Conquests and Legacy of Alexander the Great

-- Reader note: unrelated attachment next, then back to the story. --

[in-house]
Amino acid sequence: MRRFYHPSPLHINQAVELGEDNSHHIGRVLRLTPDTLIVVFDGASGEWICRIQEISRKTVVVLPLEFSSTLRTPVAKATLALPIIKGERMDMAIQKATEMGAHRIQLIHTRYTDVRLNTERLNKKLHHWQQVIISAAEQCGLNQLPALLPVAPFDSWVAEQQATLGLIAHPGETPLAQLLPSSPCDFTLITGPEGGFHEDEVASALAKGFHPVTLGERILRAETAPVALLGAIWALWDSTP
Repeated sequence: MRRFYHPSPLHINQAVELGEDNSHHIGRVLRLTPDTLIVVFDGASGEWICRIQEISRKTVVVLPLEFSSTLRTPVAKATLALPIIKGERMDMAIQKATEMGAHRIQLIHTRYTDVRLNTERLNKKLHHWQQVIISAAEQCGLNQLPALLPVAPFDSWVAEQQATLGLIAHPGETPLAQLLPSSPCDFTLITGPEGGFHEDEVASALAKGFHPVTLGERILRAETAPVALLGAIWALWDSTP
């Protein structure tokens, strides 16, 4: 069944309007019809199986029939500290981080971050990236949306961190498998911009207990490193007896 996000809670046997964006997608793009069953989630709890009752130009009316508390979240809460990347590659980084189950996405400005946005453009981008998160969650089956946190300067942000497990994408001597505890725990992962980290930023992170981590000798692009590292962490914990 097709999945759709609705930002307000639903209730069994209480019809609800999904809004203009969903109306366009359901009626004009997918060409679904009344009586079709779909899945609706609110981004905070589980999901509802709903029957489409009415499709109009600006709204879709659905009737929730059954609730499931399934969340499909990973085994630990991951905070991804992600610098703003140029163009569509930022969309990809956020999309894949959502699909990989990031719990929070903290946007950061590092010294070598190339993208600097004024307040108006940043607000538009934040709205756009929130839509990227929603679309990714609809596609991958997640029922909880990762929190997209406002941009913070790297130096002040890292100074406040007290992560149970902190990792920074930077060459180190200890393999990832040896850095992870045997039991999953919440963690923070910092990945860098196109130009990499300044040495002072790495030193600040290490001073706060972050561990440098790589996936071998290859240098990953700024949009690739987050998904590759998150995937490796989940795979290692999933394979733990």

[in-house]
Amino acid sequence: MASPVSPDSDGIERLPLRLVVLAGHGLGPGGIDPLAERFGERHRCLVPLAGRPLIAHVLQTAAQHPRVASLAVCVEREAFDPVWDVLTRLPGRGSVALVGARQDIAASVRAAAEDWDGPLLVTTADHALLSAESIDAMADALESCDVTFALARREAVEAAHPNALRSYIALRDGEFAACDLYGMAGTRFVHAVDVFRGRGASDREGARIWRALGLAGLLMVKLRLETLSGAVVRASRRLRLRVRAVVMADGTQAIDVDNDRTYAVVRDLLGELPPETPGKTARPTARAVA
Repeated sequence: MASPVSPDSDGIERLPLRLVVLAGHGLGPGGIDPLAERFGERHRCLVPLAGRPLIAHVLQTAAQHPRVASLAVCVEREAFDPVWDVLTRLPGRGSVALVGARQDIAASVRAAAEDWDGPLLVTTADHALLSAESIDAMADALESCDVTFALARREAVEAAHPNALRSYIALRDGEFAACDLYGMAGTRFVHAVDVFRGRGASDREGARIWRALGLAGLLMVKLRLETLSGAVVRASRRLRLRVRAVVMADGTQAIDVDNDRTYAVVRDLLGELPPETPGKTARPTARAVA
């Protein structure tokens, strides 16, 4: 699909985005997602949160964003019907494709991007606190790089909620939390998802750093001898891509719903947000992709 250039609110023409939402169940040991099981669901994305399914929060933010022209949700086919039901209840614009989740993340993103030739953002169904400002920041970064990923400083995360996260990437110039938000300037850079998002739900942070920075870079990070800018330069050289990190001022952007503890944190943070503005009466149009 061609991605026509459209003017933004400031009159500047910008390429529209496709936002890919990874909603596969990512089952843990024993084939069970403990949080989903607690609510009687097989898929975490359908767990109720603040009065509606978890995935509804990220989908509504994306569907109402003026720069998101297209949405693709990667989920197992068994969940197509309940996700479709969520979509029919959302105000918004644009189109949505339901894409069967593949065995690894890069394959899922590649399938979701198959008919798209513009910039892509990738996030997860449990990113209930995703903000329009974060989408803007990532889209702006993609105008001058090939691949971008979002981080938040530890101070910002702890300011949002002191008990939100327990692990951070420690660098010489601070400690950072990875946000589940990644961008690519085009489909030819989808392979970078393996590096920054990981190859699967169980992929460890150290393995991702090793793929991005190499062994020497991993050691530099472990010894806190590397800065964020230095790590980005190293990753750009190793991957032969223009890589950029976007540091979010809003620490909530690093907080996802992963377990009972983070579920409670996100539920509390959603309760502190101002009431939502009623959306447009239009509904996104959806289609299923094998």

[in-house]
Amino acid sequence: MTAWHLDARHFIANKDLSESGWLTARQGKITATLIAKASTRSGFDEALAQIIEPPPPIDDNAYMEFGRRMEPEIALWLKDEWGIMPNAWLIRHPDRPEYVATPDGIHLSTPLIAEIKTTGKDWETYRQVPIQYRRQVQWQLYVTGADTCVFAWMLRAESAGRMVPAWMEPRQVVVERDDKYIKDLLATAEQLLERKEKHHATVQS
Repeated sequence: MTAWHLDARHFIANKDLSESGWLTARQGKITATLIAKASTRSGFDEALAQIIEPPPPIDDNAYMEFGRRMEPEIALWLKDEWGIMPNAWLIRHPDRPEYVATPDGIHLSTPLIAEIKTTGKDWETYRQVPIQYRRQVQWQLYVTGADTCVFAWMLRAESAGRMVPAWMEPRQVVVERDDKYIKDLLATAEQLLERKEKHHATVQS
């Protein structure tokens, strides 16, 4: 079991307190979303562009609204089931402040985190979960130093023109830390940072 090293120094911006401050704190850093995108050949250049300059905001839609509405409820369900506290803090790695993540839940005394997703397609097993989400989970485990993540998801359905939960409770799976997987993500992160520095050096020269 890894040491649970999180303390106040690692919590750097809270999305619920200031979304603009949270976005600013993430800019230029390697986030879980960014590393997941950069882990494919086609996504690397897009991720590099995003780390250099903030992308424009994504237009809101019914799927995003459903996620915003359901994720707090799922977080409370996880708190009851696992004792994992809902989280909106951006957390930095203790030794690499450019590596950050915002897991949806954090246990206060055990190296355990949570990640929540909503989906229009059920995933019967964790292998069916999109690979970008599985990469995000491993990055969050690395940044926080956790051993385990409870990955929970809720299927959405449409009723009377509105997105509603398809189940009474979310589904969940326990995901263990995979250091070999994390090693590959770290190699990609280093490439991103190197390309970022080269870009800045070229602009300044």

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Alexander the Great, son of Philip II of Macedonia, was groomed from an early age to rule. Philip II brought him along on various military campaigns and as Alexander grew older he was given control of the cavalry at the Battle of Chaeronea. When Alexander was 20 years old, his father was assassinated thus leaving Alexander to take the role of king. He secured Macedonia’s frontlines, put down the Greek rebellion, then set his eyes on the rest of the world. Alexander started his campaign for the world with 37,000 men, 5,000 of which were cavalry. The king pushed east towards Asia Minor in 334 BCE and had the first confrontation and victory against the Persian Empire at The Battle at Granicus River. By 333 BCE, the western half of Asia Minor was controlled by Alexander. At the Battle of Issus, the Persians outnumbered Alexander and his men. The numerical advantage the Persian’s had was cancelled out because the battle was on a narrow piece of land. By the winter of 332 BCE, Alexander had conquered Syria, Palestine, and Egypt. Alexander had continued on and moved into what is known as ancient Mesopotamia in 331 BCE. Alexander’s force fought with the Persians at the Battle of Gaugamela and then moved into Babylon. Alexander then moved into the Persian capitals of Susa and Persepolis where the Persian treasuries of gold and silver were kept. In 330 BCE, Darius III was betrayed and killed by one of his own men. Alexander then took the title and office of the Great King of Persia. Starting in 330 BCE, Alexander had moved into what is now Pakistan and by summer of 327 BCE had entered India. In 326 BCE, Alexander’s forces won the Battle of Hydaspes in northwestern India. Alexander wanted to continue moving forward his armies mutinied due to being tired of fighting. The king had no choice but to turn around and go home. The journey back took the army through arid lands and
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